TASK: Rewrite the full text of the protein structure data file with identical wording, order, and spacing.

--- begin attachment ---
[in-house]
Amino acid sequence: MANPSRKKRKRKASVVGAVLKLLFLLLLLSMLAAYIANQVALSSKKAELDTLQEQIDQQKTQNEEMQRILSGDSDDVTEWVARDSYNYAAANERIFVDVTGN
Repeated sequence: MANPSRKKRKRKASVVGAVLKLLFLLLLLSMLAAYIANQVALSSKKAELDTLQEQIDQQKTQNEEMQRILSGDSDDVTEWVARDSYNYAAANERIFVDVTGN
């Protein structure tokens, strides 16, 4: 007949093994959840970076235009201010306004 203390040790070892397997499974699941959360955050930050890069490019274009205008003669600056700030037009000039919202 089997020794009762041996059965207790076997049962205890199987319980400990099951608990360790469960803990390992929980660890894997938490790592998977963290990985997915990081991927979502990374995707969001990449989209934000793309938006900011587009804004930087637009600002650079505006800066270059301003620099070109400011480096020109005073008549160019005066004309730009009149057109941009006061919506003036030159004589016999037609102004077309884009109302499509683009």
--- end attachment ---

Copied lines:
[in-house]
Amino acid sequence: MANPSRKKRKRKASVVGAVLKLLFLLLLLSMLAAYIANQVALSSKKAELDTLQEQIDQQKTQNEEMQRILSGDSDDVTEWVARDSYNYAAANERIFVDVTGN
Repeated sequence: MANPSRKKRKRKASVVGAVLKLLFLLLLLSMLAAYIANQVALSSKKAELDTLQEQIDQQKTQNEEMQRILSGDSDDVTEWVARDSYNYAAANERIFVDVTGN
């Protein structure tokens, strides 16, 4: 007949093994959840970076235009201010306004 203390040790070892397997499974699941959360955050930050890069490019274009205008003669600056700030037009000039919202 089997020794009762041996059965207790076997049962205890199987319980400990099951608990360790469960803990390992929980660890894997938490790592998977963290990985997915990081991927979502990374995707969001990449989209934000793309938006900011587009804004930087637009600002650079505006800066270059301003620099070109400011480096020109005073008549160019005066004309730009009149057109941009006061919506003036030159004589016999037609102004077309884009109302499509683009």